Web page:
Ms. Yellen said she strongly opposes legislation to audit the Fed if it allows Congress to scrutinize and pressure the central bank’s internal deliberations over interest rates and monetary policy. Sen. Rand Paul, Kentucky Republican, is pushing a bill that would give congressional watchdogs authority to audit such internal deliberations, and is demanding a vote on the bill as the price of allowing the Senate to vote on Ms. Yellen’s nomination to become the Fed’s next chairman in January.
“I would object to legislation that would subject the Fed to short-term pressures that would affect its independence,” she told the Senate Banking Committee. It was her first appearance before Congress since President Obama last month nominated her to replace current Chairman Ben S. Bernanke, who is scheduled to depart Jan. 30.
“We’re one of the most transparent central banks in the world,” she said. “But I would not support anything that diminishes [the Fed‘s] independence. … For 50 years, Congress has recognized that there should be an exception to the [General Accountability Office‘s] ability to audit” federal agencies when it comes to the Fed’s highly sensitive monetary deliberations, which are closely followed and regularly move financial markets all over the world, she said.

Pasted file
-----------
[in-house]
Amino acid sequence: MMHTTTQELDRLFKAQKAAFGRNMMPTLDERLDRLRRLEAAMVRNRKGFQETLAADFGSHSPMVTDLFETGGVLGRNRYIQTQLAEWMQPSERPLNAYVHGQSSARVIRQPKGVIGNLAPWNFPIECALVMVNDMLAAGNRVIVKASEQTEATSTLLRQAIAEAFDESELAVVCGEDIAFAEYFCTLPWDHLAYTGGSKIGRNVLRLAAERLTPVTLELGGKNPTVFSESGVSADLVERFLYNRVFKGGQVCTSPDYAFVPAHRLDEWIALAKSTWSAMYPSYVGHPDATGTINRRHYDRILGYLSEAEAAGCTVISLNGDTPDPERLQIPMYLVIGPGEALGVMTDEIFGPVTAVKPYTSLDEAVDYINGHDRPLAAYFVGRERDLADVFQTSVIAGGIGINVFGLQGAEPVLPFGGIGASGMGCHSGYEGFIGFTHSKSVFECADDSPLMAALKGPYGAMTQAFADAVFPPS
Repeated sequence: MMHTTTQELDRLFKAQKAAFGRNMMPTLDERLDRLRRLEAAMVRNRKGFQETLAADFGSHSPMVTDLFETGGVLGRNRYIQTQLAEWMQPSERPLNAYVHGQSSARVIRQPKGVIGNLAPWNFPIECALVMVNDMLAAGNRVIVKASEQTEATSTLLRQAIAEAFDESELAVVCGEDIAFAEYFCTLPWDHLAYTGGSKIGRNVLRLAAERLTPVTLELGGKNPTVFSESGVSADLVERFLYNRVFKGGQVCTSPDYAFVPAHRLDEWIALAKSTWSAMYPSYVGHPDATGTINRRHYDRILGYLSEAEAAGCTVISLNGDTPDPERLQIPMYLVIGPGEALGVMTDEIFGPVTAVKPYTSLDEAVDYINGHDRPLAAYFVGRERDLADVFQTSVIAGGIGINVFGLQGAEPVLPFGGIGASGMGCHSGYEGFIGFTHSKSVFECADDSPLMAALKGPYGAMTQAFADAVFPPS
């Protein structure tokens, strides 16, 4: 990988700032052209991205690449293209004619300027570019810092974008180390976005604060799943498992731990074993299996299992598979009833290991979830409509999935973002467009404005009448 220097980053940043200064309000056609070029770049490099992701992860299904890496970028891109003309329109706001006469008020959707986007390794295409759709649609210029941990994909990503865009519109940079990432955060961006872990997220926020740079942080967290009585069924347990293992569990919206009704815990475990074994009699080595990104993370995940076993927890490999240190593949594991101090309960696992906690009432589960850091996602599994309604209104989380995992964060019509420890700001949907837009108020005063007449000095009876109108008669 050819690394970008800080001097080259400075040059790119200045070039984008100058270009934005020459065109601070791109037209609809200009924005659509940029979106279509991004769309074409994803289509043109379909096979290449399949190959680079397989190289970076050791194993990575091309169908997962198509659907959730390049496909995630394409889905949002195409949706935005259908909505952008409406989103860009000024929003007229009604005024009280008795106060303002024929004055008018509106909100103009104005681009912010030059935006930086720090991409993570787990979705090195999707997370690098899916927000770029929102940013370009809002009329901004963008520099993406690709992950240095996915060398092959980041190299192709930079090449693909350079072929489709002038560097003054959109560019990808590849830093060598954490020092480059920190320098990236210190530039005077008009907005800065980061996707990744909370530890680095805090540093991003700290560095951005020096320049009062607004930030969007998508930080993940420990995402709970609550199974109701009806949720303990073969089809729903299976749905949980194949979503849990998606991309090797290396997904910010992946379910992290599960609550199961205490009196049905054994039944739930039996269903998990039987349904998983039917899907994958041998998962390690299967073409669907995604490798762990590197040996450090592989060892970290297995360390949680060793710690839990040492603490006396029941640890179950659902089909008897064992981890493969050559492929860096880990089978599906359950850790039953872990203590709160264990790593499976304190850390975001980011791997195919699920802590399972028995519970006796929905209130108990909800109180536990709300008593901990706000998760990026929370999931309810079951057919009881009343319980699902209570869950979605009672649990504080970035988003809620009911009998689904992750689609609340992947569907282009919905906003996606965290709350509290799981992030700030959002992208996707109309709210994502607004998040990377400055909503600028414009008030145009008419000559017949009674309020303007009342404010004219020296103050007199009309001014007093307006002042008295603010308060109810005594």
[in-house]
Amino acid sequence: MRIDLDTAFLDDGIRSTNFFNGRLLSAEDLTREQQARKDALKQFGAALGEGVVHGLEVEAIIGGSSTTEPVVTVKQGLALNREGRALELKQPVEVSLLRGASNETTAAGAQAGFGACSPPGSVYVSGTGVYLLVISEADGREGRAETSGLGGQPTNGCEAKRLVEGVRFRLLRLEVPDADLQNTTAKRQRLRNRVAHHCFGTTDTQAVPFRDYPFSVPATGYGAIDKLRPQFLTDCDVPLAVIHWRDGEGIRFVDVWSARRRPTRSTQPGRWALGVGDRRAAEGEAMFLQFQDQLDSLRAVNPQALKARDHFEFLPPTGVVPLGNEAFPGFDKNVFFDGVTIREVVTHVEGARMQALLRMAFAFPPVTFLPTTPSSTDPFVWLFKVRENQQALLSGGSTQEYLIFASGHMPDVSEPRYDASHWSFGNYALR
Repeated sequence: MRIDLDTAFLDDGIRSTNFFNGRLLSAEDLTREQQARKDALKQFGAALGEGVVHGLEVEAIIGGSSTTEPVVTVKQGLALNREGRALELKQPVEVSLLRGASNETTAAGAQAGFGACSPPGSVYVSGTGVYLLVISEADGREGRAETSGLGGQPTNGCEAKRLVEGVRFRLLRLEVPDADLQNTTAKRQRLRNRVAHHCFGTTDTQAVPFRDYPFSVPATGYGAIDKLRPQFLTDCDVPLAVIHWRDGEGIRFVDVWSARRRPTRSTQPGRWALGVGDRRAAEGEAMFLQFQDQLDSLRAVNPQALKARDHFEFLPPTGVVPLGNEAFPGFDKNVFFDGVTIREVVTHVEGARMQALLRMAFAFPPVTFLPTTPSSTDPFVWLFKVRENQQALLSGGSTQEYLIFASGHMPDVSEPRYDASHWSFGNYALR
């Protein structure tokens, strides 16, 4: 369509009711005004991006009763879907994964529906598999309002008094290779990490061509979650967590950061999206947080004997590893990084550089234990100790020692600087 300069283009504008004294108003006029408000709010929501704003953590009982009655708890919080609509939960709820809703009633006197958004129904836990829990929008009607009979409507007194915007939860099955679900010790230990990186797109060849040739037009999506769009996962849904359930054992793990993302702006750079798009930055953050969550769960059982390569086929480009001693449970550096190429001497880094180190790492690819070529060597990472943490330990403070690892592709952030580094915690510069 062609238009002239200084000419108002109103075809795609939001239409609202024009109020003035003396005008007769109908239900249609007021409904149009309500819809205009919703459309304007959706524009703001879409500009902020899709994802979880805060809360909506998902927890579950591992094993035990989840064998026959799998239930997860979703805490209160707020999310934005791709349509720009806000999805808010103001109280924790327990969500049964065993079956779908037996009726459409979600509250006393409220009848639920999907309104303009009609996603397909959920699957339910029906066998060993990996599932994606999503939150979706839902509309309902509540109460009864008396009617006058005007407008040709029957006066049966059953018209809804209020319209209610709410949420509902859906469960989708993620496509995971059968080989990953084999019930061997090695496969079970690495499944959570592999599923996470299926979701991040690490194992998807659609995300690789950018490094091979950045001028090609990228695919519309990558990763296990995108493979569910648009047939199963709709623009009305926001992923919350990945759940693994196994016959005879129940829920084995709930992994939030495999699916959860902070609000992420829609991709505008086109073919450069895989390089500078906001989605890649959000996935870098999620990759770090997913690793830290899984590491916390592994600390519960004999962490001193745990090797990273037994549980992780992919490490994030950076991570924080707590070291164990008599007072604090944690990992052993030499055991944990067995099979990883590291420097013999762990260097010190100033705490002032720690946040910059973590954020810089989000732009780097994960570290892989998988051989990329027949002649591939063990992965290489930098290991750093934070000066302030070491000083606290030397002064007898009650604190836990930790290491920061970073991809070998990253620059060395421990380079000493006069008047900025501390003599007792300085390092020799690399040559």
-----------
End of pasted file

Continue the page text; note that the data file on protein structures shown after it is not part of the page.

Longtime Fed-watchers said Ms. Yellen’s poised performance made the hearing a resounding success for the nominee to what some have called the second-most powerful office in the world.
Ms. Yellen stressed repeatedly that she sees the Fed’s priority as nurturing the fragile economic recovery with ultra-easy monetary policies and near-zero interest rates until the economy and labor market show enough vigor to keep recovering on their own.
“I consider it imperative that we do what we can to promote a very strong recovery,” she said. “We can’t have normal rates unless the economy is normal.”